Mongolian names are symbolic, melodious and, for the western mind, a little confusing. Instead of using a given first name followed by a family surname, Mongolians use a system called patronymics, which denotes lineage through the father.
This explains why married Mongolian couples and even mothers and children can have different last names.
For example, if a man in Mongolia named Joseph had a son named Michael, the child's full name would be possessive: Joseph's Michael. But when that same name is expressed in English, it is reversed and becomes Michael Joseph.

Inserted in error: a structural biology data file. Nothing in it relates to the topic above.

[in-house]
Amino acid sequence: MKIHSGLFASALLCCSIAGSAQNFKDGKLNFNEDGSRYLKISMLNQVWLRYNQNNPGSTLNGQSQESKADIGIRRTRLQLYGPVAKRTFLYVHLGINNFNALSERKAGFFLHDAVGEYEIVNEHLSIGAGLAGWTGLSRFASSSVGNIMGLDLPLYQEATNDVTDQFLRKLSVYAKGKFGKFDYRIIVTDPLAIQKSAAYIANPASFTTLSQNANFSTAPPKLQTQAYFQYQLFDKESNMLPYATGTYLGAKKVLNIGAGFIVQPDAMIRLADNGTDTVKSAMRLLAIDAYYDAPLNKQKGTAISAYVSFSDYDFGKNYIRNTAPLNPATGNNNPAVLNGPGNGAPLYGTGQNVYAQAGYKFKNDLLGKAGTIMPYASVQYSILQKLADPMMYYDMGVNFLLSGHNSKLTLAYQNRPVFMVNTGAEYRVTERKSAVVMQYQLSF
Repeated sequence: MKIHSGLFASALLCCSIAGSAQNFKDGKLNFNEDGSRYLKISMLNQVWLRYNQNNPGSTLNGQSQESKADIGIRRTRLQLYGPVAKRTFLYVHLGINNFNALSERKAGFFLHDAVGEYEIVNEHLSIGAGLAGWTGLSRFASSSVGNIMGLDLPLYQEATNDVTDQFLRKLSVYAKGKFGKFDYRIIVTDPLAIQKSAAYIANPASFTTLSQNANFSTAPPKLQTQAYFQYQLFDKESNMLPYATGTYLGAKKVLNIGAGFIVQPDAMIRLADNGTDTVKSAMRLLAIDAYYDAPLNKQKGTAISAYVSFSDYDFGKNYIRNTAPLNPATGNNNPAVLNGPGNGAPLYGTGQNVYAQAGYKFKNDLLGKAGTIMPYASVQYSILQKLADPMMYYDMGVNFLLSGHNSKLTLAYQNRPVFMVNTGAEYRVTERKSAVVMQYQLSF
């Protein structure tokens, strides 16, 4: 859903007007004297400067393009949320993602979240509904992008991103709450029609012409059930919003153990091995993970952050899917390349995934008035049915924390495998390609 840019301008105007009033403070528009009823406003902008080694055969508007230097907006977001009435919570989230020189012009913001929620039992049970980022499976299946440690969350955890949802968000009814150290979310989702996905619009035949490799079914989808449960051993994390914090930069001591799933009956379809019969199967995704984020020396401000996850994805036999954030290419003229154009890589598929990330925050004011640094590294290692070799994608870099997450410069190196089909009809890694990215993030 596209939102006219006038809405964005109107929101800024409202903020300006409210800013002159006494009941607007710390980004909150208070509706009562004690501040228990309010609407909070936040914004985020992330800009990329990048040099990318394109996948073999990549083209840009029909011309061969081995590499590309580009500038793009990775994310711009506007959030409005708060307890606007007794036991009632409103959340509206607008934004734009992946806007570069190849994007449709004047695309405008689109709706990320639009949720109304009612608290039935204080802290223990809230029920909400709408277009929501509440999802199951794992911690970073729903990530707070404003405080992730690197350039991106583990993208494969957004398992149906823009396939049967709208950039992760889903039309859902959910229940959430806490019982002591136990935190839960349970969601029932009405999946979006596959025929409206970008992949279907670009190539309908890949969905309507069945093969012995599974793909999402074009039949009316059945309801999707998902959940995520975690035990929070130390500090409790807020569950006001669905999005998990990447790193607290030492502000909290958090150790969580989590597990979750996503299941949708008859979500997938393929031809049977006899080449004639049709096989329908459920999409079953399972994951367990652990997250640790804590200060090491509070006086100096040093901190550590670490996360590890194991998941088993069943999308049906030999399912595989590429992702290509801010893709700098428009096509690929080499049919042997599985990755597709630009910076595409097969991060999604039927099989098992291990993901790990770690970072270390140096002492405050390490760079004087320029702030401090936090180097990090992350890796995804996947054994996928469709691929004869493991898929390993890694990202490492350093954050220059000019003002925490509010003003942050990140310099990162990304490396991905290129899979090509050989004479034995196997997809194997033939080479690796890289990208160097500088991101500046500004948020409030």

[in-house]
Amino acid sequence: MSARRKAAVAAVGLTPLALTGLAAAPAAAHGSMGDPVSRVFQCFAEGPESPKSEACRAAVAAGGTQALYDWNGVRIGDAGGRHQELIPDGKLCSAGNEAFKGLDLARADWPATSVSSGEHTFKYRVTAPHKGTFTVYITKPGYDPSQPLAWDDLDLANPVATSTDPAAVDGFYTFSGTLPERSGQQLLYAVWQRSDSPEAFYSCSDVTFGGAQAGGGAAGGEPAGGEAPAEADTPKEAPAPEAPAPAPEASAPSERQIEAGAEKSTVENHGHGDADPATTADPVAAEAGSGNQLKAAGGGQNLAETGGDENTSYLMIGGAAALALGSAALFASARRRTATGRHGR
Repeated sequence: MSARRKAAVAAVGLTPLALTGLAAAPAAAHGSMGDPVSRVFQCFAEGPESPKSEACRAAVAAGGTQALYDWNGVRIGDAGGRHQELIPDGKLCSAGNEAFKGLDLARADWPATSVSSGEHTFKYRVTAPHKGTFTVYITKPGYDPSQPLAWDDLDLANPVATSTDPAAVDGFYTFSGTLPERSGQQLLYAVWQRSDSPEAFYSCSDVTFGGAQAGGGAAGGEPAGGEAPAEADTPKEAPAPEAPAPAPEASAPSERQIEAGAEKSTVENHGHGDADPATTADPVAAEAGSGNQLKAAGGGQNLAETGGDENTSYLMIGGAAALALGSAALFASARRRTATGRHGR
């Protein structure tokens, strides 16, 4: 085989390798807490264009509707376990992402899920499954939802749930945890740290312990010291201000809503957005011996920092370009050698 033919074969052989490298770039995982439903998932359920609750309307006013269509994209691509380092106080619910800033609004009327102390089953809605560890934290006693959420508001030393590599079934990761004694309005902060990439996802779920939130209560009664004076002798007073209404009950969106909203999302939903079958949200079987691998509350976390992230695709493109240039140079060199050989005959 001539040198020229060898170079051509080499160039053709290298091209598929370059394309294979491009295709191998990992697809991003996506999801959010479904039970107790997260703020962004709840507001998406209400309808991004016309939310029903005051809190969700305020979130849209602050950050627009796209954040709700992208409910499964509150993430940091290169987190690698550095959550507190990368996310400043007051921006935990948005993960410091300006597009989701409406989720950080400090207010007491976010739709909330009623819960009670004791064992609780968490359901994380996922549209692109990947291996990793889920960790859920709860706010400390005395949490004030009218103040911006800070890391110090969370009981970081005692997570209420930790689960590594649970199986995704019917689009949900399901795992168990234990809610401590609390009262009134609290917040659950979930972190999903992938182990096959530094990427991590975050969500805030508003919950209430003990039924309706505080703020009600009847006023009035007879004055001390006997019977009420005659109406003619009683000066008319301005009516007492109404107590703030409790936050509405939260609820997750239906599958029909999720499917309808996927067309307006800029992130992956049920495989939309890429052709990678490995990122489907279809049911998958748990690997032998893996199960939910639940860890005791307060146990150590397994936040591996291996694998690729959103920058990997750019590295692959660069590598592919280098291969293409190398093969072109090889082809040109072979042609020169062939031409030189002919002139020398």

Most Mongolians, however, tend to use only their given name in their daily lives, so a member of the Church like Bumbagerel Norov (Norov's Bumbagerel in Mongolian) is known simply as Brother Bumbagerel.
In addition, Mongolians may abbreviate their names, add extra vowels, or attach suffixes to convey special meanings. A name like "Enkhzul," can become simply "Zulaa" by dropping the first syllable and adding vowels to the end. — Page Johnson